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Church Site Architecture

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Is your church website like a house with clothes, toys, and podcasts scattered around the floors of every room? Or, are you the Martha Stewart of webmasters, organizing and categorizing your content for easy use? (sounds like there's a biblical parable there somewhere...)

On today's 'cast, we're going to encourage you to be like Martha Stewart. At least the pre-jail, "I haven't stolen money from anyone yet" version. We talk all about how important it is for your site to have good information architecture and a navigation scheme that's easy to use...thereby not frustrating your visitors by making them sort thru your dirty socks to find the latest blog entry.

Before all this, we announce the enhanced version of the G&G podcast, and we give you the opportunity to support this podcast (just click any link and see the new donate button on the sidebar)

Site Architecture is important... finding out the hard way.

I've really come to appreciate how important this stuff is.
I had a difficult experience that I thought I might pass on in the hope that it might ease the way for others:

About 9 months ago my church started a long delayed effort to prepare an updated web site.

As a IT Group guy, my attention and input was focused on physical and software platform for a new web site. Though I personally was quite interested in participating in all phases of the work, our church leaders wanted our Marketing Group to execute development of the visual and informational content and organization/navigation stuff. My understanding is they were concerned with issues regarding division of authority in the church and optimal use of our congregations volunteer resources. It believe it was their understanding that the principle value of a church web site is marketing.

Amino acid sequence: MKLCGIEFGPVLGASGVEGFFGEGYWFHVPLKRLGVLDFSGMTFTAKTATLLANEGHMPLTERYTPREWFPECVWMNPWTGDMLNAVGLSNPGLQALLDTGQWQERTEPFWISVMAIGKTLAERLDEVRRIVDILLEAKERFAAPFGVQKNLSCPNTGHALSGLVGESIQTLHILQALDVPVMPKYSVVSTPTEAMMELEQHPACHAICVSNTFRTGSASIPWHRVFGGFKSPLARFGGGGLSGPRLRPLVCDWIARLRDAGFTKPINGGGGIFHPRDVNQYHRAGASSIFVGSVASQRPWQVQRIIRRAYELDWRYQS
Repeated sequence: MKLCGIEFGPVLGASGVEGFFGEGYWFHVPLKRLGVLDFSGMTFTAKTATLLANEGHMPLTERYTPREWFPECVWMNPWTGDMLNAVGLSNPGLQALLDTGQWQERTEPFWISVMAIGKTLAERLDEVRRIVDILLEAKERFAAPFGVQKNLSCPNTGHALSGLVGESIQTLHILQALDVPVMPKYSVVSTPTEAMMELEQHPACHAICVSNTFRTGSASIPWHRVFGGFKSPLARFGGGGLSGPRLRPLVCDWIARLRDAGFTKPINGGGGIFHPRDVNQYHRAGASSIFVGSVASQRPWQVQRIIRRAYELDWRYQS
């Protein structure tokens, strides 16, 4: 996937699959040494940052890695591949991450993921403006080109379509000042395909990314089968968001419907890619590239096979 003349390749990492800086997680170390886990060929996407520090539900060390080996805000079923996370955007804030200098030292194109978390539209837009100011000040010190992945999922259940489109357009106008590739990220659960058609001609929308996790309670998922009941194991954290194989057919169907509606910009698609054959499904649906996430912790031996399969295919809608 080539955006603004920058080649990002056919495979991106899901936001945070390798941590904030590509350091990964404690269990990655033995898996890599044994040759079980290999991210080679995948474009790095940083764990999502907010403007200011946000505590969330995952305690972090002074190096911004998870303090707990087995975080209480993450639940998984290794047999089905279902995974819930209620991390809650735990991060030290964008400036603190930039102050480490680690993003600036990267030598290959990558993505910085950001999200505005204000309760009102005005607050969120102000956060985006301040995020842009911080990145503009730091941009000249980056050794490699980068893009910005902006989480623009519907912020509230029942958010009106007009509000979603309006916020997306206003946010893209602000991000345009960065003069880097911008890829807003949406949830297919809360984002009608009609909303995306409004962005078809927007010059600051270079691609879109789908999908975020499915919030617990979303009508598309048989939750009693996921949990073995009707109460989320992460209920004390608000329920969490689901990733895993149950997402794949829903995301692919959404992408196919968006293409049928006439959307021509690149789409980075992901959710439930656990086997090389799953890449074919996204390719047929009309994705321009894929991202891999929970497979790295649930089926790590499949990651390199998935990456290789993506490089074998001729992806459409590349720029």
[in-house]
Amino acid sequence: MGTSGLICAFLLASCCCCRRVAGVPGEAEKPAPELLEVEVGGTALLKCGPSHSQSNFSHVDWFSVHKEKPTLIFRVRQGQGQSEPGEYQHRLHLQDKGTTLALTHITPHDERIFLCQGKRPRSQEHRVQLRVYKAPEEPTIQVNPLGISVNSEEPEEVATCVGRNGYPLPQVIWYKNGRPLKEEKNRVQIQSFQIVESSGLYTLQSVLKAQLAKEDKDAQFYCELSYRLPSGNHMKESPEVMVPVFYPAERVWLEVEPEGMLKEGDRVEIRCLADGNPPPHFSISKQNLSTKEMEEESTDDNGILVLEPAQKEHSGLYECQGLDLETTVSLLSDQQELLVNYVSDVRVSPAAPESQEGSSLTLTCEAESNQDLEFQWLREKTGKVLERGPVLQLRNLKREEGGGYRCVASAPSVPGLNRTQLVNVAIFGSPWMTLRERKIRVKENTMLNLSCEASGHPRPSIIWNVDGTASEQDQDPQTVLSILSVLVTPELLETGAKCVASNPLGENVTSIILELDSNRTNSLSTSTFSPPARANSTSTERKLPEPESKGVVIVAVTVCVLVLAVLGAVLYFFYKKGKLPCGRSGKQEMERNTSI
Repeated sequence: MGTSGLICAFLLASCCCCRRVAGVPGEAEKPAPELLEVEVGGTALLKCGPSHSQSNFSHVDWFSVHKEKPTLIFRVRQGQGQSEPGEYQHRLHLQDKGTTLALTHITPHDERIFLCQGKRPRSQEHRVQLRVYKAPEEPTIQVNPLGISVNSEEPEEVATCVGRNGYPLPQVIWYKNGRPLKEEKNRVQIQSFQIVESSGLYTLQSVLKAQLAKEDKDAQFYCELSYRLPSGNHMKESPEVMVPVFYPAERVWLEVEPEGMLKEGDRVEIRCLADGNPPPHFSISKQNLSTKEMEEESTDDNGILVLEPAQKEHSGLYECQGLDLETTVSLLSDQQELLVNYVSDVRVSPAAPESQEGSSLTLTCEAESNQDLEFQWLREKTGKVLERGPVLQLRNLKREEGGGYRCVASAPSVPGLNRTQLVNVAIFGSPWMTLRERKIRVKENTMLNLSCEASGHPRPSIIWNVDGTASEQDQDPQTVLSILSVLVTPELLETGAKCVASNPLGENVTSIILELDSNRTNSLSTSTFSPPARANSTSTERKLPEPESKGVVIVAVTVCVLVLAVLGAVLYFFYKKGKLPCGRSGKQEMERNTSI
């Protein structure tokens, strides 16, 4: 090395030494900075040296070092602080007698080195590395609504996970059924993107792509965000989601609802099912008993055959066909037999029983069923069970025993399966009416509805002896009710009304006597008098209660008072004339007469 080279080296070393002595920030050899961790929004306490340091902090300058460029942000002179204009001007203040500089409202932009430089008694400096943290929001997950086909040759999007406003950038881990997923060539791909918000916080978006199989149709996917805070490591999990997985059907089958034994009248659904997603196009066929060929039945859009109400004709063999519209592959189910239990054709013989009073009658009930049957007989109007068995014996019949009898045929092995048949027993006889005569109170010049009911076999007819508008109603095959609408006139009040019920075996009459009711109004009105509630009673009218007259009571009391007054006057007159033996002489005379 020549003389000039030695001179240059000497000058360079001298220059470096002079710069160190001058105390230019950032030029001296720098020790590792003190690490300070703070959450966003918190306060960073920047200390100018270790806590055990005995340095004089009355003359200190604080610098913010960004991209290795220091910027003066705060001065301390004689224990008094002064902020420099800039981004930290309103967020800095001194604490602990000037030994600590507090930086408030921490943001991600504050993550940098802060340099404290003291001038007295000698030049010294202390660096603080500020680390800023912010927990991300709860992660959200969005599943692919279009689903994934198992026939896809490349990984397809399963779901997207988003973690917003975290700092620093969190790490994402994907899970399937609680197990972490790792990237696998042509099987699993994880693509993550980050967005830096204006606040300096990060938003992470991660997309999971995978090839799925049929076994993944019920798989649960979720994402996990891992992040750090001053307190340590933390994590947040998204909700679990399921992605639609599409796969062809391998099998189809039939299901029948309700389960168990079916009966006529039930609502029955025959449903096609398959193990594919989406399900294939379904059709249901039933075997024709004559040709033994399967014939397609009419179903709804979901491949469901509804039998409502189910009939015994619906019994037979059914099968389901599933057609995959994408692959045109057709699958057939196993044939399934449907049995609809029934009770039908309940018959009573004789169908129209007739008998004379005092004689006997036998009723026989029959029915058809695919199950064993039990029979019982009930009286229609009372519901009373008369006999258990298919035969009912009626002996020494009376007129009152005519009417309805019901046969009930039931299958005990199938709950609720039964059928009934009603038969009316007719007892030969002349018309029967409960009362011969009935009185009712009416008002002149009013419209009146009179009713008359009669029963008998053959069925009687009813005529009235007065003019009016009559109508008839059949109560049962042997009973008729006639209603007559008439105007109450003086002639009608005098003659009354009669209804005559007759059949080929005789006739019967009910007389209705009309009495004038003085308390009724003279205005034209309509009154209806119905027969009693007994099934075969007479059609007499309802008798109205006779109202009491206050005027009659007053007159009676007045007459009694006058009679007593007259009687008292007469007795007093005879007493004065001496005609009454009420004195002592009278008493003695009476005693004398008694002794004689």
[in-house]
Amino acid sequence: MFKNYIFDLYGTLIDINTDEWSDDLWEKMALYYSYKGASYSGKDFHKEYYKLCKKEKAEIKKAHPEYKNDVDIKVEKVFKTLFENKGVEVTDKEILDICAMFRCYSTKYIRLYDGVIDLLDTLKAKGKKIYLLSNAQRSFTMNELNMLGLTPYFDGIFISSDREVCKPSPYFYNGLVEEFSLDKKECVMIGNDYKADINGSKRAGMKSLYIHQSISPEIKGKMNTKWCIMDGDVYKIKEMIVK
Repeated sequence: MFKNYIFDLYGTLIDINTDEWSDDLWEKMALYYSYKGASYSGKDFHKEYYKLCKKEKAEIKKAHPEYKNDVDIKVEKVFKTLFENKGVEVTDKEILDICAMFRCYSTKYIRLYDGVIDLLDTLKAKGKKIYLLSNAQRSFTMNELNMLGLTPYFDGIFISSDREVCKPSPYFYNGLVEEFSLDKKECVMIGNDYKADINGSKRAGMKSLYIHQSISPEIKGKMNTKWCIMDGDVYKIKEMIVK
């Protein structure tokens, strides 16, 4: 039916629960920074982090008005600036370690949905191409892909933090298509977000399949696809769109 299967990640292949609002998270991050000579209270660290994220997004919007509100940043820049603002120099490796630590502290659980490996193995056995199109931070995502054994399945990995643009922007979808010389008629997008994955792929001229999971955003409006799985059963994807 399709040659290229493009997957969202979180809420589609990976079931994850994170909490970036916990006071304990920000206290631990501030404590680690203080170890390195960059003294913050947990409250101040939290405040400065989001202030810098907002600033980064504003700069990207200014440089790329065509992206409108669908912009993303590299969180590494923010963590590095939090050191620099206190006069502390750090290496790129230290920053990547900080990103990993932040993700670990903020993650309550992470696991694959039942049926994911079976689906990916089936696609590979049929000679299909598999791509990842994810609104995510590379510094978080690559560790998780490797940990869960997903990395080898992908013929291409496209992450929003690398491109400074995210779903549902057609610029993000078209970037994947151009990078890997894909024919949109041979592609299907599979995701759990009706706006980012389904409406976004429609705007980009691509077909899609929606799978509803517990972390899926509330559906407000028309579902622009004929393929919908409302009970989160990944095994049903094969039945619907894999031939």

Unfortunately the Marketing group was not all that familiar with a lot of the issues and concerns discussed in this podcast or others in the past. Marketing was also given a very rushed schedule and not provided with the time or resources to educate themselves or enlist quality outside help.

This didn't work out well for me. When I finally was brought in to build the site... I found I still had to deal with a lot of these issues to make the site basically usable and maintainable. I found rather a mess. I was then in the position where I couldn't clean up a lot of problems without tearing up the work done by others. That would have both blown the time-line and resulted in a lots of motivation crushing bruised feelings.

I found I was able to tweak things to minimize some of the difficulties, but there were a lot of other problems that were just baked into the information and visual architecture that I couldn't do much about. It also made development take longer because the design was developed in the abstract, and decisions that made the site more challenging to build and maintain had gotten baked in. The result was the build period and user training period were much longer than desired.

In reflection I think it might be good to develop at least a rough working model of the information architecture and visual layout to examine these elements by use test, before design commitments.

Today our new site is in production. It looks fresh and modern. It is +90% "planned feature" complete, and most at the church leadership and staff is very pleased with improvements. People are happy with the result. But I am aware that in many respects it is now harder to understand and navigate than the older site it replaced.

If this was just a client, I would probably feel better. But it is my church, and by the end of the process, I came to realize that a lot of the work was going to need reorganizing and restructuring for us to achieve the kind of effectiveness that would be valuable today, and which we will really need in the future. The platform and hosting architecture is good (Drupal and a good web host). The top level stuff is OK (theme enforced CSS, WYSIWYG editing, scheduled content publishing). But not sweating this middle level stuff, introduced a lot of problems that are likely going to take a couple years of dedication to clean up (if we can continue to find time to work on them). I'm guessing we could complete such a cleanup by around 2010 if we are able to stay focused between now and then.